We want our graduates to have emotional intelligence and sound interpersonal skills and to demonstrate discernment and common sense in their professional and personal judgement. They will exercise initiative as needed. They will be capable of risk assessment, and be able to handle ambiguity and complexity, enabling them to be adaptable in diverse and changing environments.

This graduate capability is supported by:

Assessment task

  • Tutorials

Critical, Analytical and Integrative Thinking

We want our graduates to be capable of reasoning, questioning and analysing, and to integrate and synthesise learning and knowledge from a range of sources and environments; to be able to critique constraints, assumptions and limitations; to be able to think independently and systemically in relation to scholarly activity, in the workplace, and in the world. We want them to have a level of scientific and information technology literacy.

This graduate capability is supported by:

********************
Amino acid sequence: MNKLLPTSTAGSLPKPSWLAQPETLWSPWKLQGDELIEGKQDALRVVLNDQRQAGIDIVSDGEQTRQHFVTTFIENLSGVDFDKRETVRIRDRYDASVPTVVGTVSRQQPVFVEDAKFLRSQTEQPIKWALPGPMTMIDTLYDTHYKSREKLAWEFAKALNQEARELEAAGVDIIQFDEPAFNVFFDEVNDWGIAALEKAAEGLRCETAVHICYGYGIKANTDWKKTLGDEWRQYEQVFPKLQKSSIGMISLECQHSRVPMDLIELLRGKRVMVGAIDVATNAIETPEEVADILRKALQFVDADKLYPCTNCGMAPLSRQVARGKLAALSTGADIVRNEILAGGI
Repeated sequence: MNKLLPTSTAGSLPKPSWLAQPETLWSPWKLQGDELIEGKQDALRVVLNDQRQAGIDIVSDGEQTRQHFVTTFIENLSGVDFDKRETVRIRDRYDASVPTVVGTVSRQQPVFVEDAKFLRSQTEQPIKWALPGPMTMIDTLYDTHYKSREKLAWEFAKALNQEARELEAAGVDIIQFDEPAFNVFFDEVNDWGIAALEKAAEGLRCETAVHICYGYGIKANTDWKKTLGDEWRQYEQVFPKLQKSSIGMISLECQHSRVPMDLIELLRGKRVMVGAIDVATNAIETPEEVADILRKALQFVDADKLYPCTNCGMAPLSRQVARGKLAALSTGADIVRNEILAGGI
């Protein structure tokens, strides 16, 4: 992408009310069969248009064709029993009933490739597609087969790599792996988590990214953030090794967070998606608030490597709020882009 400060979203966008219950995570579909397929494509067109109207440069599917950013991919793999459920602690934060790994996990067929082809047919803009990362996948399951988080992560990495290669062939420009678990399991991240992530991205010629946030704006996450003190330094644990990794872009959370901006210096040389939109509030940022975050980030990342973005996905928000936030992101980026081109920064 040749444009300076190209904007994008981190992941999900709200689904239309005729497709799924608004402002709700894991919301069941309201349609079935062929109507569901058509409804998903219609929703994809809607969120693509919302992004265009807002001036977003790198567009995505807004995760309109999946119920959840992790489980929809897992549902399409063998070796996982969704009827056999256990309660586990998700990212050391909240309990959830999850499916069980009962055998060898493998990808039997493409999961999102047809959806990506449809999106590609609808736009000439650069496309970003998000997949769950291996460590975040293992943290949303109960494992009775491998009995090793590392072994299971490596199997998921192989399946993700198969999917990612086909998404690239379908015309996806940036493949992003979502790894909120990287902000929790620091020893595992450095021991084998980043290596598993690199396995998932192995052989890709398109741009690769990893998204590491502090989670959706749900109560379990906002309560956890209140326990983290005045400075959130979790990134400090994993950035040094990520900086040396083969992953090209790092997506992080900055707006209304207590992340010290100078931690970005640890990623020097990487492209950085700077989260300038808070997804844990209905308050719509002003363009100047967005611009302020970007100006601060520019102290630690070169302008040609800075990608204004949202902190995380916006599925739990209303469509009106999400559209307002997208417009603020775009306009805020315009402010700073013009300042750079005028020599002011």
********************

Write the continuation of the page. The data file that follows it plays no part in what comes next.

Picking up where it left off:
Assessment tasks

  • Final Exam
  • Assignments
  • Tutorials
  • Online quiz

Creative and Innovative

Our graduates will also be capable of creative thinking and of creating knowledge. They will be imaginative and open to experience and capable of innovation at work and in the community. We want them to be engaged in applying their critical, creative thinking.

This graduate capability is supported by:

Assessment task

  • Assignments

Commitment to Continuous Learning

Our graduates will have enquiring minds and a literate curiosity which will lead them to pursue knowledge for its own sake. They will continue to pursue learning in their careers and as they participate in the world. They will be capable of reflecting on their experiences and relationships with others and the environment, learning from them, and growing - personally, professionally and socially.

This graduate capability is supported by:

Assessment task

  • Tutorials

Changes from Previous Offering

1) The Electrical section will be taught in the first half (weeks 1-6), and the mechanical section taught in the second half (weeks 7-12).

2) The unit will not cover inductors and capacitors. An introduction to this topic is provided in PHYS140, and then covered in more detail in ELEC170.

Changes in Response to Student Feedback

The final exam grading scheme has been simplified.

Changes since First Published

Date Description
07/08/2017 The weighting on the 3 online quizzes was wrong. The weight of the diagnostic quiz has been reduced
28/07/2017 re-worded some learning outcomes for clarity. split the single mechanical focused LO into 3 more detailed LOs.